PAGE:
Technical advance
 Open Access
 Published:
The future excess fraction model for calculating burden of disease
BMC Public Health volume 16, Article number: 386 (2016)
Abstract
Background
Estimates of the burden of disease caused by a particular agent are used to assist in making policy and prioritizing actions. Most estimations have employed the attributable fraction approach, which estimates the proportion of disease cases or deaths in a specific year which are attributable to past exposure to a particular agent. While this approach has proven extremely useful in quantifying health effects, it requires historical data on exposures which are not always available.
Methods
We present an alternative method, the future excess fraction method, which is based on the lifetime risk approach, and which requires current rather than historical exposure data. This method estimates the future number of exposurerelated disease cases or deaths occurring in the subgroup of the population who were exposed to the particular agent in a specific year. We explain this method and use publicallyavailable data on current asbestos exposure and mesothelioma incidence to demonstrate the use of the method.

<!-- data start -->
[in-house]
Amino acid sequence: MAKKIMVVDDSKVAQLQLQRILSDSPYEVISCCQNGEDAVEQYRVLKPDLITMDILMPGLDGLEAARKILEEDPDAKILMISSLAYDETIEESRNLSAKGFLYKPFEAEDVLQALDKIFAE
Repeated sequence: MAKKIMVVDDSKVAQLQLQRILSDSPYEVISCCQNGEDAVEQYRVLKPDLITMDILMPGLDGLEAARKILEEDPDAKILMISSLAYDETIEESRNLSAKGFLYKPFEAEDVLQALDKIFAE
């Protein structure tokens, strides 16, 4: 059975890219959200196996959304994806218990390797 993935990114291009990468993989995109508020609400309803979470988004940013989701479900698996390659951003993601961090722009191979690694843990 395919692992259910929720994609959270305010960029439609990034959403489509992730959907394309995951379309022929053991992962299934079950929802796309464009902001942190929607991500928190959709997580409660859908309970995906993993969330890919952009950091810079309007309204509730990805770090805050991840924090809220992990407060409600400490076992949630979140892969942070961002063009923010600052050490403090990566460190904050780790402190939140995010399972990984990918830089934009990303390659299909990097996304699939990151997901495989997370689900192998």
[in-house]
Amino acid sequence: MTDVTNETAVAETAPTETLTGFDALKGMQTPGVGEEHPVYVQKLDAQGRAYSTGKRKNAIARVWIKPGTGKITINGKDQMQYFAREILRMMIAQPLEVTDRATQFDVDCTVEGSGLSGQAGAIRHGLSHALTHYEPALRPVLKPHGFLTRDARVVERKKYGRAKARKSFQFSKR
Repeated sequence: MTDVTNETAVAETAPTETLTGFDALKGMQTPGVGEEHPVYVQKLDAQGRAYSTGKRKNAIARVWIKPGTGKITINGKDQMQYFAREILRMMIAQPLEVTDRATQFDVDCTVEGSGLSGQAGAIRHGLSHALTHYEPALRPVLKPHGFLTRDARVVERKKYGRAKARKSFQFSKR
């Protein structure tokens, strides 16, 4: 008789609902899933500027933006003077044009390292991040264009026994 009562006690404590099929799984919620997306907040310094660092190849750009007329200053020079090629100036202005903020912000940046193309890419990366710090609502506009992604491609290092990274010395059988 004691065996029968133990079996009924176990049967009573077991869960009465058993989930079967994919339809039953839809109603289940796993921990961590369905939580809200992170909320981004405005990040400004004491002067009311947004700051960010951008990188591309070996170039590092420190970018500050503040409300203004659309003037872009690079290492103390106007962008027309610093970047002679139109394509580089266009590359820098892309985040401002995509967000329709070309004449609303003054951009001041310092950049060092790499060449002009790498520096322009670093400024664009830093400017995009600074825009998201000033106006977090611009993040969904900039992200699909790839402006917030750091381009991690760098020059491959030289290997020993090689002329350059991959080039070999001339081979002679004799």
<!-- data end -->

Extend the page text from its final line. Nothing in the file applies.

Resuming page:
Conclusions
Our approach to modelling burden of disease is useful when there are no historical measures of exposure and where future disease rates can be projected on person years at risk.
Background
Burden of disease estimates are used widely to assist in policymaking and prioritizing of actions [1]. The most commonly used method for estimating burden of disease is the attributable fraction approach. Using this approach, estimates of the proportion of disease cases or deaths in a specific year are calculated as being attributable to past exposure [2]. Most of these type of studies obtain the proportion of the population exposed from historical surveys representative of the population for which the burden is being calculated [3]. While this approach has proven extremely useful in quantifying health effects to guide prevention methods [4], it requires that data on historical exposures are available.
We have developed an alternative method, based on the lifetime risk approach, which estimates the excess exposurerelated disease cases or deaths occurring in the future in the subgroup of the population who were exposed to the agent in a specific year [5]. This method, termed the future excess fraction (FEF) method can be conceptualized as the creation of a virtual cohort, with some cohort members exposed to a particular agent in a specific year and others not. This cohort is followed through time into the future, and the number of cases of disease in the whole cohort is estimated (Fig. 1). Then, using the prevalence of the exposure and the relative risk of disease due to that exposure, we can calculate the number of exposurerelated disease cases or deaths occurring over a specified future period in the subgroup of the population who were exposed to the particular agent in a specific year due to their exposure.